Customs and Border Protection said on Thursday that fewer people had been detained for illegally crossing the U.S.-Mexico border in July compared to June.
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There were 71,999 apprehensions in July compared to 94,908 in June, according to CBP. In May, there were 132,870 apprehensions -- among the highest monthly rates ever recorded by CBP.
Acting Secretary of Homeland Security Kevin McAleenan applauded the decline but said there is still a crisis on the border.
“The situation is improving by every available metric, but, I want to be very clear, that we remain at and beyond crisis levels in illegal crossings even as our initiatives to address irregular flows and mitigate humanitarian conditions are making an impact,” McAleenan said in a statement.
One reason for the drop in numbers is that there was a 26% decline in migrants coming from Guatemala from June to July, McAleenan said.
During July, President Donald Trump's administration was in talks with his Guatemalan counterpart Jimmy Morales to stem the flow of migrants reaching the southern U.S. border by crossing through Guatemala. The two countries reached a deal in late July, though it faces legal challenges.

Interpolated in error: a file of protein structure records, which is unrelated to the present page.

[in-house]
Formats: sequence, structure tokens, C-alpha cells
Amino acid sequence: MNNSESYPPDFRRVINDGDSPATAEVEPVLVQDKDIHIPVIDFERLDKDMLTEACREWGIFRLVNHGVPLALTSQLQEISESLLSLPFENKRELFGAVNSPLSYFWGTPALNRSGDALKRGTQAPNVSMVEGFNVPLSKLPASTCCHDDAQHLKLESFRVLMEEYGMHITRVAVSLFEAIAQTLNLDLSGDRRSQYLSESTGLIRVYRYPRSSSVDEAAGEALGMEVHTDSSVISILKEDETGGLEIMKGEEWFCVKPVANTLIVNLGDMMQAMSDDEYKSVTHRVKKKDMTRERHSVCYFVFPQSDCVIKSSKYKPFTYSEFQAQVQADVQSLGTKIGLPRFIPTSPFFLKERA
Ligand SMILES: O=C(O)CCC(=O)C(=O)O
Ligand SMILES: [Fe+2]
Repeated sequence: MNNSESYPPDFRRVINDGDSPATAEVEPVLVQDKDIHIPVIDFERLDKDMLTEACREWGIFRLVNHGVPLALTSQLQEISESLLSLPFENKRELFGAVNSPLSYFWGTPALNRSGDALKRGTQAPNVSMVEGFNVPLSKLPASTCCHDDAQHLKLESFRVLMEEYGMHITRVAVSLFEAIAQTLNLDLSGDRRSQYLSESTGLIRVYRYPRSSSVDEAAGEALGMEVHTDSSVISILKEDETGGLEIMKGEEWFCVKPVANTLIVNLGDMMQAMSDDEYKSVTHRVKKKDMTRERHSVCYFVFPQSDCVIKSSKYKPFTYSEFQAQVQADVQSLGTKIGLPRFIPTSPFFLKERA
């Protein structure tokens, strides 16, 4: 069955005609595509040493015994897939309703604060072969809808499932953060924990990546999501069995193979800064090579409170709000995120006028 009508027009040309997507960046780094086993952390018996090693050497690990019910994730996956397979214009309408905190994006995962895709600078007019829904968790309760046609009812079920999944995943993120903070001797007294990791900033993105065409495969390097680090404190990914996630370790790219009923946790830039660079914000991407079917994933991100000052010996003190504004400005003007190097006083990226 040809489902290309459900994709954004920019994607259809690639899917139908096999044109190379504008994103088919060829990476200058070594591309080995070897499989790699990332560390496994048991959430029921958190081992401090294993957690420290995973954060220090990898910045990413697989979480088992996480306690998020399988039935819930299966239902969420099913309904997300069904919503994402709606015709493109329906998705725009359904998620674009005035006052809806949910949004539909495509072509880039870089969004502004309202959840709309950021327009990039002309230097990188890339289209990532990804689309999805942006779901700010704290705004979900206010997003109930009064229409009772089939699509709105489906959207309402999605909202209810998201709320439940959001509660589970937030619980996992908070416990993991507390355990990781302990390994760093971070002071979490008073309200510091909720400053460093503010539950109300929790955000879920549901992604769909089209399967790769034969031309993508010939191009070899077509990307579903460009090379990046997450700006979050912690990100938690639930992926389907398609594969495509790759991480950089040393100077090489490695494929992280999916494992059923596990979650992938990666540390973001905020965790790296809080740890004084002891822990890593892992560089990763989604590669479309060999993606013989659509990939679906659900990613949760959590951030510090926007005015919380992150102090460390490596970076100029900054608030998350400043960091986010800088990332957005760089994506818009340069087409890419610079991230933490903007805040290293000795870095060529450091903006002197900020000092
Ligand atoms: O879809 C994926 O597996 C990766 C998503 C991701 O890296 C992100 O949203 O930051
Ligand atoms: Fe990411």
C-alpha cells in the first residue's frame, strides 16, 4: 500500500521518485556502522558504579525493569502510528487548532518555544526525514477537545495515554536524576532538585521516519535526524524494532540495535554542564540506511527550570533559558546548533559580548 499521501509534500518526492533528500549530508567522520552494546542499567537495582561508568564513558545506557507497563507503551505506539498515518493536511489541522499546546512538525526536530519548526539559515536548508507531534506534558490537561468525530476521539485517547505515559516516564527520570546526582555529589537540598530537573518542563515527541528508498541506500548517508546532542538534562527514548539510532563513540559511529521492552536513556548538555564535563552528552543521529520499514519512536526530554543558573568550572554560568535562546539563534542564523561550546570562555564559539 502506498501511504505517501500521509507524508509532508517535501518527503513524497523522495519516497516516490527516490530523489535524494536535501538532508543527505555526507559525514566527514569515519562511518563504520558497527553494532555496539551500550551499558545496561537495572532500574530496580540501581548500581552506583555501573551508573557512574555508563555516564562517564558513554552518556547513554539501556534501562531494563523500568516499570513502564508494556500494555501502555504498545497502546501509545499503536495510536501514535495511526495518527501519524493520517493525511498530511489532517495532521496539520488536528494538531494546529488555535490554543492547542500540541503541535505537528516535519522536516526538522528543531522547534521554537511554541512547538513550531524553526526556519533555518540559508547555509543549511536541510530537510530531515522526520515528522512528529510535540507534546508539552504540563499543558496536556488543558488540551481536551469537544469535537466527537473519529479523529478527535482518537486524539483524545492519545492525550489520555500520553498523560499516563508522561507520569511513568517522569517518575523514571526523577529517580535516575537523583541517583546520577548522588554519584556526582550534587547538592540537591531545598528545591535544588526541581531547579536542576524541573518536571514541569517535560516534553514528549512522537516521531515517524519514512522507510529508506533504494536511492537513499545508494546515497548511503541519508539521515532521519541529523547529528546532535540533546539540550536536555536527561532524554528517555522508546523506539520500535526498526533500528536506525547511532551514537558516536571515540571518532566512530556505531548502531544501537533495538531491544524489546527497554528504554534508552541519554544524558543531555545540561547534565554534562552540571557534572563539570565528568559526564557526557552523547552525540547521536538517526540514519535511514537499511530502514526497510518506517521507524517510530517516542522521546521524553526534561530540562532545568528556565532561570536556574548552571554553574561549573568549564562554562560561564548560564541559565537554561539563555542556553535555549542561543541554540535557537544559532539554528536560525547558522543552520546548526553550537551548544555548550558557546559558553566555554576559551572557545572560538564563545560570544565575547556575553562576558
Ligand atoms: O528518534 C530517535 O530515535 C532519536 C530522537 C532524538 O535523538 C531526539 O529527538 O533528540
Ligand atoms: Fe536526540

In addition, there were almost 2,000 fewer unaccompanied children were apprehended from June to July, while family unit apprehensions were down by almost 15,000, according to CBP.
Single adult apprehensions also fell from 30,181 to 23,872.
McAleenan said that the reduced numbers have meant that the CBP has seen reduced waits at border stations and has taken fewer children into custody.
CBP has faced intense scrutiny over the conditions at certain Border Protection facilities where children are being held. Independent inspectors have claimed that migrant children were being kept at border stations with deplorable conditions, without soap, toothbrushes and with only infrequent opportunities to wash themselves.